When you were a child, what film made the strongest impression on you?
Lawrence of Arabia and Doctor Zhivago for the scope, The Sugarland Express for creating powerful drama within a confined space, and Slaughterhouse-Five for non-sequential storytelling.
Which cinematographers, past or present, do you most admire?
Freddie Young [BSC], Miroslav Ondricek [ASC, ACK], Vilmos Zsigmond [ASC, HSC], Dean Cundey [ASC], Emmanuel Lubezki [ASC, AMC].
What sparked your interest in photography?
National Geographic. I wanted to learn how to create the powerful images used in the magazine.
Where did you train and/or study?
The Banff School of Fine Arts, Northern Alberta Institute of Technology, and Simon Fraser University.
Who were your early teachers or mentors?
My first cinematic interest and experience was in documentaries, so I didn’t have the opportunity to work with other cinematographers. My mentors were the amazing editors on each project, who inspired me to think about how to tell the story with the camera.
What are some of your key artistic influences?
Caravaggio for his use of contrast, Edward Hopper for his realism and wit, and Cézanne for use of perspective.
How did you get your first break in the business?
My first big break in documentary and journalism cinematography was when I was asked to be co-camera on The Fifth Estate, an investigative documentary program. I moved into drama as an operator, then DP, on the original TV series 21 Jump Street.
What has been your most satisfying moment on a project?
In my documentary days, it would be hard to beat standing next to Queen Elizabeth, then filming Prince Charles and Princess Diana on various assignments. Then there was riding a brand-new state-of-the-art roller coaster a dozen times in a row with my eye to an Imax camera. Or a summer where I circled the globe on a documentary that had me sharing meals with nomadic reindeer herders in Siberia, just before flying to Los Angeles for lunch with Aaron Spelling representatives prior to shooting the original season of Beverly Hills 90210. A world of contrast!
Have you made any memorable blunders?
Who hasn’t? The moment I best remember is a TV movie where I was too bold with my ratios in one scene. I received the dreaded ‘middle of the night’ phone call from the lab, suggesting I ‘might’ want to reshoot with less contrast...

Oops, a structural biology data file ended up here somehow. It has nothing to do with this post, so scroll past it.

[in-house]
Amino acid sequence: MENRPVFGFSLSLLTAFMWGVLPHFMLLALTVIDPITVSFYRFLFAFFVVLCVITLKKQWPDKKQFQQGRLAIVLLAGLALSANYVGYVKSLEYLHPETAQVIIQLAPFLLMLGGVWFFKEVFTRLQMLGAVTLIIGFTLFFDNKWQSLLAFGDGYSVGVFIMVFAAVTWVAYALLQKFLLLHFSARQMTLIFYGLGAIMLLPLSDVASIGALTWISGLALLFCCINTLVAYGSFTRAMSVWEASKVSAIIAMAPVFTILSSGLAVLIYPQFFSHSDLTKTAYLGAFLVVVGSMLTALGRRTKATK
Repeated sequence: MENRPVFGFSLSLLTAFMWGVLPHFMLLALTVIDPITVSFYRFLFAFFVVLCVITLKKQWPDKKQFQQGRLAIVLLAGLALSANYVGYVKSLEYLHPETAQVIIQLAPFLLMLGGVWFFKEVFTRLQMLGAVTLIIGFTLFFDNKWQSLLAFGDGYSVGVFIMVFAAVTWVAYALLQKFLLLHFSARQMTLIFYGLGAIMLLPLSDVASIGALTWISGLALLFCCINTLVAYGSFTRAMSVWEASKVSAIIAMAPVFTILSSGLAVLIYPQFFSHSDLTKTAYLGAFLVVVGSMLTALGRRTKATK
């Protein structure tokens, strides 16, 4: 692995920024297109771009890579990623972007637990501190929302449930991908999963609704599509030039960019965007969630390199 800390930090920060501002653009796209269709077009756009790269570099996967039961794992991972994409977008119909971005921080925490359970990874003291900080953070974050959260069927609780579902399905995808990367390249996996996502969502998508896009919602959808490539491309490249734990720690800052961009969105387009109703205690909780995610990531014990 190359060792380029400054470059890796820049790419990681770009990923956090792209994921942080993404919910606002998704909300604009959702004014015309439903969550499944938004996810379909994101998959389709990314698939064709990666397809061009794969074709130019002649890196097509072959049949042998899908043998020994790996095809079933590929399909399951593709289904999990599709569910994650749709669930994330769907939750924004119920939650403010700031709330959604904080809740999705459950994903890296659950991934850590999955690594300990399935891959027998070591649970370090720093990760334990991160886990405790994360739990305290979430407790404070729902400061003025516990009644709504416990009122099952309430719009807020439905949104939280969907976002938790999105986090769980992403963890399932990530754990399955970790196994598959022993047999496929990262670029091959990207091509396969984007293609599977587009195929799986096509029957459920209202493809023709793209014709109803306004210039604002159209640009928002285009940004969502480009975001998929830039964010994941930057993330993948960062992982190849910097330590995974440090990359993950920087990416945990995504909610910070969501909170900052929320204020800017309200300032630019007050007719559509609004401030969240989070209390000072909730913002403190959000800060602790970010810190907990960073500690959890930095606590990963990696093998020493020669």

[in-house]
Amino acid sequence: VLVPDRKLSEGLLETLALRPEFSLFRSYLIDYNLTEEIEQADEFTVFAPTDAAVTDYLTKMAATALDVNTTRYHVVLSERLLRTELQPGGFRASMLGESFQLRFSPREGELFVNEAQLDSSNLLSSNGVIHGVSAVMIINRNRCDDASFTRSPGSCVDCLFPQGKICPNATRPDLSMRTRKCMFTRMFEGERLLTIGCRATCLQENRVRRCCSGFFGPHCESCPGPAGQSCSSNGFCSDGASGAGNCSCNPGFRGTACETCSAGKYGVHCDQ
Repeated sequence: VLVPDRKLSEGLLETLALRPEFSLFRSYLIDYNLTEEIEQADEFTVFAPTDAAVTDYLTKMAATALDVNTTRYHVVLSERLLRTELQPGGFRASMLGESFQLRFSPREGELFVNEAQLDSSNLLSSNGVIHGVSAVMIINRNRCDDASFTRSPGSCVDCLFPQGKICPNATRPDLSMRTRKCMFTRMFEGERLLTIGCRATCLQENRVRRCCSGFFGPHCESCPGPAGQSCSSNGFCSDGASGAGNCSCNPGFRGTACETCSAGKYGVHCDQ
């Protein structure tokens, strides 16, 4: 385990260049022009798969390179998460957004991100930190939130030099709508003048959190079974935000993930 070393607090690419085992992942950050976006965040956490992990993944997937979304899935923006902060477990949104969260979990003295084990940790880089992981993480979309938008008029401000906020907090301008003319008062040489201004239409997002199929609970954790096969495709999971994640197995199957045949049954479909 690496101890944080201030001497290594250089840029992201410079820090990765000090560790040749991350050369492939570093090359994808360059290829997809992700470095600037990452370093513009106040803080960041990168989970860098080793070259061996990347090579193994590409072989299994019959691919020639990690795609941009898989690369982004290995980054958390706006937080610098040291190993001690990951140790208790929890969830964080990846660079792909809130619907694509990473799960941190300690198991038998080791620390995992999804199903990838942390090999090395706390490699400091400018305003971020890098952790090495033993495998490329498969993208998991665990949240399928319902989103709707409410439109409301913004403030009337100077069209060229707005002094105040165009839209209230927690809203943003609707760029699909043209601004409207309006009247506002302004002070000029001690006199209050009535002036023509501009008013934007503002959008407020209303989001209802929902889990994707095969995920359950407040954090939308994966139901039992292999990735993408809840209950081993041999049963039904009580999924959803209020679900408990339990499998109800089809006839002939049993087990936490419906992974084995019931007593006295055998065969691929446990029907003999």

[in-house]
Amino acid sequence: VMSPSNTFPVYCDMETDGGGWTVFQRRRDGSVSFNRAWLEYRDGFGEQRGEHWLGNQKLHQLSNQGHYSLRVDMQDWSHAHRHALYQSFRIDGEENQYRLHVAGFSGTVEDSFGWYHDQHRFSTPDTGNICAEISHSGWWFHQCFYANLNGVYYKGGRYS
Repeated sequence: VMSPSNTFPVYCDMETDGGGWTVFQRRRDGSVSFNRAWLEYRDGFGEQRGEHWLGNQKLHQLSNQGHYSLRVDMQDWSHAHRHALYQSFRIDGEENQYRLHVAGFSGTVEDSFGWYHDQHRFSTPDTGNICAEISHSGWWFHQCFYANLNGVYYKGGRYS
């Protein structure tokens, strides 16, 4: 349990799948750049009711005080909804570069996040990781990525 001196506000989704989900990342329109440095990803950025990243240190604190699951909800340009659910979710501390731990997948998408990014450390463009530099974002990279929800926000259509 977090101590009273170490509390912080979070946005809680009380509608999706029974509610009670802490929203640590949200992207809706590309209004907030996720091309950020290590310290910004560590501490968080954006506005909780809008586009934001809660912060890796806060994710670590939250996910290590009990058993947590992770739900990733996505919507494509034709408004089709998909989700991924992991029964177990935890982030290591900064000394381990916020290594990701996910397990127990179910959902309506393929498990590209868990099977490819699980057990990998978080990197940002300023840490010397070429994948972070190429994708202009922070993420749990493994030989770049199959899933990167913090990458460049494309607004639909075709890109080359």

What is the best professional advice you’ve ever received?
‘Persevere.’ Opportunities will come, often unexpectedly, and you have to be ready for each new challenge.
What recent books, films or artworks have inspired you?
Dunkirk and Children of Men. My greatest inspiration in the last few years are my two grandchildren — seeing their excitement over the smallest things in life reminds me of the importance and joy of storytelling.
Do you have any favorite genres, or genres you would like to try?
I am attracted to challenge. The series I am currently working on, DC’s Legends of Tomorrow, offers some of everything. Every episode is set in a different time period, with scripts ranging from performance pieces, to drama, to musicals, to comedy — with an added measure of epic special and visual effects.
If you weren’t a cinematographer, what might you be doing instead?
I have no idea. I bought my first 16mm film camera in 1975 and haven’t looked back.
Which ASC cinematographers recommended you for membership?
John Bartley, Rob McLachlan and Jan Kiesser made this honor possible.
How has ASC membership impacted your life and career?
It is an amazing honor to be part of an association whose members have been integral to the shaping of history, art and technology for a century. I am so proud to add those three letters to my signature.
You'll find his personal site here.